| Risk Factors
A neck sprain is stretching or tearing of the ligaments of the neck. Ligaments are strong bands of tissue that cross joints and connect bones to each other. They help stabilize joints, including the neck.
Ligaments normally stretch as the joints move. A sprain is caused by a force that makes a ligament stretch farther than it should. The force is usually the result of an accident or trauma. Some forces can cause tears in the ligament tissue.
Cervical Spine (Neck)
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Factors that may increase your chance of getting a neck sprain include:
- Being in a car accident
- Assaults with a blow to the head
- Sporting events that include full contact at high velocity
- Hard fall
- Occupations that put you at risk for severe falls or car accidents
Neck sprain may cause:
- Neck pain that gets worse with movement, especially in the back of the neck
- Shoulder pain and muscle spasms
- Tingling sensations or weakness in the arms
- Headache, especially in the back of the head
- Difficulty sleeping
- Trouble concentrating
- Stiffness and difficulty moving the head in one or more direction
The doctor will ask about your symptoms, medical history, and how you injured your neck. A physical exam will be done. Your doctor will check the stability of your neck and look for any nerve damage.
Images of bones and soft tissue may be needed to look for other potential injuries such as dislocated spinal discs or fractures. The doctor may also need to rule out other causes of neck pain such as
or disc disease. Imaging tests may include:
Neck sprains are graded according to the amount of injury:
- Grade 1—Some stretching with micro-tearing of ligaments.
- Grade 2—Partial tearing of ligaments.
- Grade 3—Complete tearing of ligaments.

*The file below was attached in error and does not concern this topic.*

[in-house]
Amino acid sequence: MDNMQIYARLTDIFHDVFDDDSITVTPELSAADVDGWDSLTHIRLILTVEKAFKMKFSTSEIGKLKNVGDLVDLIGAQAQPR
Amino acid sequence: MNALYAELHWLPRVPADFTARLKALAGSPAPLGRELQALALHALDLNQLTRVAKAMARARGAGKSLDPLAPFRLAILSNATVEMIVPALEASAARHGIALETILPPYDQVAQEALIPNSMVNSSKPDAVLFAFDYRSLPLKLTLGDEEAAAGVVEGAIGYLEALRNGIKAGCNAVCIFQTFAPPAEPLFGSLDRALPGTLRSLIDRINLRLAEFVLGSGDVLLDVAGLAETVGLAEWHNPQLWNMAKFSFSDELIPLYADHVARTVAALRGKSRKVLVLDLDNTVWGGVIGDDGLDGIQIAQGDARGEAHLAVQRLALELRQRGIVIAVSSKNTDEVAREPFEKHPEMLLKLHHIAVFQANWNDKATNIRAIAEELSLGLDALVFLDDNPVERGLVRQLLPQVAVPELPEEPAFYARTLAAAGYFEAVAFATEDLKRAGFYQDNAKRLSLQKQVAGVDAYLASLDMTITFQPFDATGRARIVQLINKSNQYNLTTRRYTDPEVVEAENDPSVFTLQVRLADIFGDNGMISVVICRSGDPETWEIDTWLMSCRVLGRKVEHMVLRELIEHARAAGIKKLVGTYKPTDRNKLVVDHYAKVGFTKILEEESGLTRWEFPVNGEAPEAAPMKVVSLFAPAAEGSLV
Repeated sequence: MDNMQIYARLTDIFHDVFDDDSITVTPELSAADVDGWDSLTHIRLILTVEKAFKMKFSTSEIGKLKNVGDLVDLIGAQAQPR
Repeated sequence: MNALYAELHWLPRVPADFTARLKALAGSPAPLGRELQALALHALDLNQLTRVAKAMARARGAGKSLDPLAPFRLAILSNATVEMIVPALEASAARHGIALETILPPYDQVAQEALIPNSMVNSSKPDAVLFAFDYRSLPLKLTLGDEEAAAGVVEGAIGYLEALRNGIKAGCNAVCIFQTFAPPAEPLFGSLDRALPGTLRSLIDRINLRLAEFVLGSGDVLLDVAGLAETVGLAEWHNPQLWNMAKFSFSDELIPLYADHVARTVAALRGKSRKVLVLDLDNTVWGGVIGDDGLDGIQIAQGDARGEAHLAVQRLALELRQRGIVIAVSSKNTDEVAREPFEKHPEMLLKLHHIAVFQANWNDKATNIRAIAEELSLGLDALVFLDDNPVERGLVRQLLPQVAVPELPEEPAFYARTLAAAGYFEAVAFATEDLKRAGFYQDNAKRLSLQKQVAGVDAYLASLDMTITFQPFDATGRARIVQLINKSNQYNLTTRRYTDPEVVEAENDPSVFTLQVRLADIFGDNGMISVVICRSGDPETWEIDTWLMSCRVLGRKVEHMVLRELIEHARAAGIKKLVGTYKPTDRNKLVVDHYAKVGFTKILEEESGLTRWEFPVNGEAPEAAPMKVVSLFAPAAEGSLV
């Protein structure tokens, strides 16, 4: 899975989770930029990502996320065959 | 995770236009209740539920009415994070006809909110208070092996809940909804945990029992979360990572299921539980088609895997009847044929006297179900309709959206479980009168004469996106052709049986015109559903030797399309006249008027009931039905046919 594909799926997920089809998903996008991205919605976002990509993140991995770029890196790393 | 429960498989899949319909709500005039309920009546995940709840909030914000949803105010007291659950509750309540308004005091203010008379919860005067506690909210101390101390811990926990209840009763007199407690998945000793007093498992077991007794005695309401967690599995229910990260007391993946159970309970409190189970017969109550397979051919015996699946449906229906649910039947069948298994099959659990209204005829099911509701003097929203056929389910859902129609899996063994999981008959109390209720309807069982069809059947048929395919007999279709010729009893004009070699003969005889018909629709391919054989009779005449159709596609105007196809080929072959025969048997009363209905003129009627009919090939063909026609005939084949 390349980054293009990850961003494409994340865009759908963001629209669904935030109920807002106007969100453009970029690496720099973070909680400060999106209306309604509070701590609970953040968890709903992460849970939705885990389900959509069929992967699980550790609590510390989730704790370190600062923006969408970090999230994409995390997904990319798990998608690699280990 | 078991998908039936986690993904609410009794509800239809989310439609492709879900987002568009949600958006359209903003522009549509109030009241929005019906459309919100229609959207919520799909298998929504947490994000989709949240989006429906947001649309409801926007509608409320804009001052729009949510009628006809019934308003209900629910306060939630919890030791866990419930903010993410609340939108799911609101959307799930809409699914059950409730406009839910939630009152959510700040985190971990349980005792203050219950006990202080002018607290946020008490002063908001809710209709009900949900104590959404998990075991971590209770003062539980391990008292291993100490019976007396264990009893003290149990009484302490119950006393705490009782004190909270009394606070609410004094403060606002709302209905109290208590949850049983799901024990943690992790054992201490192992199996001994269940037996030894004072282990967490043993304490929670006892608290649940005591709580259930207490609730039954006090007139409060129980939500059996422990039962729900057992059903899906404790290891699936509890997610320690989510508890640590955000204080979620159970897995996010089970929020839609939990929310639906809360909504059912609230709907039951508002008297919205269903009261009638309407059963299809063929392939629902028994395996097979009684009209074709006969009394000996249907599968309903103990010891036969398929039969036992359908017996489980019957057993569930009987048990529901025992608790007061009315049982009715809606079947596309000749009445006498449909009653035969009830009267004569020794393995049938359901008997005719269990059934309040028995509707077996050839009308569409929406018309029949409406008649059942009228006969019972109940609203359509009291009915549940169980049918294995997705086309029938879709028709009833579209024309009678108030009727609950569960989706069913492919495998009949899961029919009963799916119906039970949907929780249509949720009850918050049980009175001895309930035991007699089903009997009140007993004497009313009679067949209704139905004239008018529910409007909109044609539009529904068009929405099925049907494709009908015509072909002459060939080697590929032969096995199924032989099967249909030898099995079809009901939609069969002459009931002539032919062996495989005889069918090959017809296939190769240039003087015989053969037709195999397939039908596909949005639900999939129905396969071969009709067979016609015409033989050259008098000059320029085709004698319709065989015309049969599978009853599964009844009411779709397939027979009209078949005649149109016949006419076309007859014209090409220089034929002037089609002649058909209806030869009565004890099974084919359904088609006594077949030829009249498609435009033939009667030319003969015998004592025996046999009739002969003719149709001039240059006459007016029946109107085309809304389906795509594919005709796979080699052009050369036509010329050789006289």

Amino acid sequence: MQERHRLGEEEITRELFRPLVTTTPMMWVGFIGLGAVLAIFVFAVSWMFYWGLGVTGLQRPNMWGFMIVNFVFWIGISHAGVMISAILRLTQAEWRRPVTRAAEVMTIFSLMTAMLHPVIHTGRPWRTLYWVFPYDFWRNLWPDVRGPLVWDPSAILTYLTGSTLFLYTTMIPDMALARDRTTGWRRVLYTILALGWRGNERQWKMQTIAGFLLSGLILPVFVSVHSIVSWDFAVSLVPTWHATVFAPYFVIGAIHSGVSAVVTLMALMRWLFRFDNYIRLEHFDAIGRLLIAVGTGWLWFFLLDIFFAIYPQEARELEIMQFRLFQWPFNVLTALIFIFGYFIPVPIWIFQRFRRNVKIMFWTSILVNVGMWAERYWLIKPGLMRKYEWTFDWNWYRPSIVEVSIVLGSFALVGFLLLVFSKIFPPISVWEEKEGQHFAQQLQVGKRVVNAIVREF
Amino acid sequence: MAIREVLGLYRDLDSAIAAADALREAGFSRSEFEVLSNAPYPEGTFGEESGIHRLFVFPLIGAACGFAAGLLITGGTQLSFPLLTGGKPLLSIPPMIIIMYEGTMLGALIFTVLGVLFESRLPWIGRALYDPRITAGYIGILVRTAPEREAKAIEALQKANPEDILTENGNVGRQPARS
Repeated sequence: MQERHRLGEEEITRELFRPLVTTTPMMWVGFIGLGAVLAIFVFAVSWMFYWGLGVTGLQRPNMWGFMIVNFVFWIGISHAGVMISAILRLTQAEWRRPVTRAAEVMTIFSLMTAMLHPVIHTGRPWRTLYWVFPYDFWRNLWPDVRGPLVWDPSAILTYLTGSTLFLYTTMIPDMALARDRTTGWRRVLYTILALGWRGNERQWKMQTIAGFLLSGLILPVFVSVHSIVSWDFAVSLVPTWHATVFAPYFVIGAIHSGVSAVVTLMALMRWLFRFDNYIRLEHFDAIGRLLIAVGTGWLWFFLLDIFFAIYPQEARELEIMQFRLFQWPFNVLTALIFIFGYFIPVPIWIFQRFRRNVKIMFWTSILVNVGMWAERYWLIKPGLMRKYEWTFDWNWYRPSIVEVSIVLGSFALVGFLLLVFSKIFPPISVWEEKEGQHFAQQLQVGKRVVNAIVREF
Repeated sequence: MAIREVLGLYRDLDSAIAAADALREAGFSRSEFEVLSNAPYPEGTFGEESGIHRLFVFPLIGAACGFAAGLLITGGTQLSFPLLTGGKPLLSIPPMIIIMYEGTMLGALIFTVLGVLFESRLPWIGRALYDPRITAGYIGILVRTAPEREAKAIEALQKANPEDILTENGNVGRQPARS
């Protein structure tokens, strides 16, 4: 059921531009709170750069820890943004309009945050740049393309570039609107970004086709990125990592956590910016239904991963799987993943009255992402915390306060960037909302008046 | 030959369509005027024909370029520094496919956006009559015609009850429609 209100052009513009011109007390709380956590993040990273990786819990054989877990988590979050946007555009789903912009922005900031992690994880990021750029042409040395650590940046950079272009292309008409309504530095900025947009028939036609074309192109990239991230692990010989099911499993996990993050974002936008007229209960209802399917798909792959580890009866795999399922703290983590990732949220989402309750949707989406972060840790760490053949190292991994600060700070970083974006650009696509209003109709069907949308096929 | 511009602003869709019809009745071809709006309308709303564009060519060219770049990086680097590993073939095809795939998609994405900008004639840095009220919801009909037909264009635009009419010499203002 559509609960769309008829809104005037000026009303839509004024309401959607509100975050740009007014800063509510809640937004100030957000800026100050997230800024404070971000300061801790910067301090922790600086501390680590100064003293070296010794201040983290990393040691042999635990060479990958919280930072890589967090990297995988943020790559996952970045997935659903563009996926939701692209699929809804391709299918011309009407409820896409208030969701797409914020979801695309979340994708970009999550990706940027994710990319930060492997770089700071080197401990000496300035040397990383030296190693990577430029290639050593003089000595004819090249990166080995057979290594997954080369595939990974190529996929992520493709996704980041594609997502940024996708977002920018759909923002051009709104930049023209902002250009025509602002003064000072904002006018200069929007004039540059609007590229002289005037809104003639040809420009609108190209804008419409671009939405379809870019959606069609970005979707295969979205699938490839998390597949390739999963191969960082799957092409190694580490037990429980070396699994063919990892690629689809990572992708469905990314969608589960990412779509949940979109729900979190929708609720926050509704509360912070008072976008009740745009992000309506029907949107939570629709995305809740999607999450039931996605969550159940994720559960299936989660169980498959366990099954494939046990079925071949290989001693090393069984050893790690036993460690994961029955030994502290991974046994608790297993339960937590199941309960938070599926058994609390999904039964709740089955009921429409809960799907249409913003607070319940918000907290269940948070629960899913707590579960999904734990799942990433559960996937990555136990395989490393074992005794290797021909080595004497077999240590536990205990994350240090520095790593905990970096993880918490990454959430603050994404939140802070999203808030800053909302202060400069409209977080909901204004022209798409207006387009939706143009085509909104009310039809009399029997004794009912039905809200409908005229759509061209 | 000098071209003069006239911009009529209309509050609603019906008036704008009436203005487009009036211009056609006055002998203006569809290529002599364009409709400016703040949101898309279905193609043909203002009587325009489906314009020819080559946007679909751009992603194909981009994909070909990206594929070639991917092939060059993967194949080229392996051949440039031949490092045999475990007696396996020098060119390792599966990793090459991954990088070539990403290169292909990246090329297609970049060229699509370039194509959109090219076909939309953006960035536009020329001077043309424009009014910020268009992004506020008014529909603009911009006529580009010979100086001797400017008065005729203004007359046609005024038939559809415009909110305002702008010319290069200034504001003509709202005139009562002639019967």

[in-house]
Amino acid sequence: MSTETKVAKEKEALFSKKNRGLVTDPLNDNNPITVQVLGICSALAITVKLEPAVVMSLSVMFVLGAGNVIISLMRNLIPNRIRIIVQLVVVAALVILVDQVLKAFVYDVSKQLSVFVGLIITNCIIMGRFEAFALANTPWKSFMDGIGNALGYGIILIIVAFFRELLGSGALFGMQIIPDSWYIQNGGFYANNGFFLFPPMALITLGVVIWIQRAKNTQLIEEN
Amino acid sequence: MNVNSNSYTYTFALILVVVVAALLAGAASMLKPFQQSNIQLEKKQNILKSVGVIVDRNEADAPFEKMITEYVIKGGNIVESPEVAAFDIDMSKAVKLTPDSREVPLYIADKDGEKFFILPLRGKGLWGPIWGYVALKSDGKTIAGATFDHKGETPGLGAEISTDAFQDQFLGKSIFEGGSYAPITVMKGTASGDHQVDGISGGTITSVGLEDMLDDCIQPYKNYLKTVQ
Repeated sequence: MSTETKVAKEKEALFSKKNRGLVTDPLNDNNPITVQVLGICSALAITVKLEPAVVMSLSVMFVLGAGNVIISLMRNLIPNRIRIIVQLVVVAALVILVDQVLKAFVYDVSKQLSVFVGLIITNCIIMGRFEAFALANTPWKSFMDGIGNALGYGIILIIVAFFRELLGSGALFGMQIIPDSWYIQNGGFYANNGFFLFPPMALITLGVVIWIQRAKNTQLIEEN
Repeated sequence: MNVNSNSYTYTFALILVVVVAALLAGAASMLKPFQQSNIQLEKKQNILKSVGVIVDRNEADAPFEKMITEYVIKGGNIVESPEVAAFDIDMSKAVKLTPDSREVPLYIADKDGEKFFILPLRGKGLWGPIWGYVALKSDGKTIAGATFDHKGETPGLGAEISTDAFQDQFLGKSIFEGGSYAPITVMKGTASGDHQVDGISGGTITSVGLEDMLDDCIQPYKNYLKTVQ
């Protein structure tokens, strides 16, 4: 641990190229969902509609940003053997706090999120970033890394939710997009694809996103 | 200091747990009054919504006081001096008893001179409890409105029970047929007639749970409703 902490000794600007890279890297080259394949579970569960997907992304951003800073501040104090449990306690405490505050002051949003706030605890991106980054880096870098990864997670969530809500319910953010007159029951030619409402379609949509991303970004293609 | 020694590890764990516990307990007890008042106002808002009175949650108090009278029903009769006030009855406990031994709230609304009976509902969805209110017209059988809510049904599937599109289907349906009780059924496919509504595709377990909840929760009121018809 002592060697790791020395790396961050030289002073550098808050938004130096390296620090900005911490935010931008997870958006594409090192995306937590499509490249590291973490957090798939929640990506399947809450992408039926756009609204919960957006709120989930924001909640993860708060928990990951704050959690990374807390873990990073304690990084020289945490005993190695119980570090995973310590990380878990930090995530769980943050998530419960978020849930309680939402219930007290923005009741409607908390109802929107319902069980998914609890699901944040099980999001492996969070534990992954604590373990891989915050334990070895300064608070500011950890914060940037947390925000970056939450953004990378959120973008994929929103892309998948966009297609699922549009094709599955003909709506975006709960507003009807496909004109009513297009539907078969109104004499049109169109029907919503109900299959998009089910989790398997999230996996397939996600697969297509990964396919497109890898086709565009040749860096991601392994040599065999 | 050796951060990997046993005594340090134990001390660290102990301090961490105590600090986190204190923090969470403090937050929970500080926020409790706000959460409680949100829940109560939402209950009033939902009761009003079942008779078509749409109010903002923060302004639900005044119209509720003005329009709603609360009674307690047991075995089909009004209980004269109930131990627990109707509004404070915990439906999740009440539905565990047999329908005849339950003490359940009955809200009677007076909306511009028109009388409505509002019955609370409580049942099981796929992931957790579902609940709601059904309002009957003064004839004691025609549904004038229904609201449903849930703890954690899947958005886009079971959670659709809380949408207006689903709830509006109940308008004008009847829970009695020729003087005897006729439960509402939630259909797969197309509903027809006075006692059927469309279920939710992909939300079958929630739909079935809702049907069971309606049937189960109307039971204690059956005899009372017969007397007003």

Your neck will need time to heal but strict rest is rarely necessary. For most, you should continue to move your neck as long as it does not increase pain. Go about your normal activities as much as you can tolerate.
Ice and Heat
Ice may help decrease swelling and pain in the first few days after the injury. Do not apply the ice directly to your skin to avoid injuring your skin.
After a couple of days heat may help loosen tight or injured muscles. Wait for swelling to go away before using heat therapy.
Medication can help to relieve discomfort and swelling. Medications may include:
- Over-the-counter pain medication, such as aspirin, ibuprofen, or acetaminophen
- Topical pain medication—creams or patches that are applied to the skin
- Prescription pain relievers
- Muscle relaxants
Aspirin is not recommended for children with a current or recent viral infection. Check with your doctor before giving your child aspirin.
Therapy may be needed for severe sprains. Some therapeutic methods include:
- Cervical traction—a special technique to stretch the neck and reduce muscle spasm
Physical therapy—restores flexibility,
range of motion
, and strength in your neck
Neck sprain is often the cause of an accident. To help reduce your chance of a neck sprain:
- Drive carefully to avoid car accidents.
- Wear your seat/shoulder belt.
- Wear proper equipment and use proper technique when playing sports.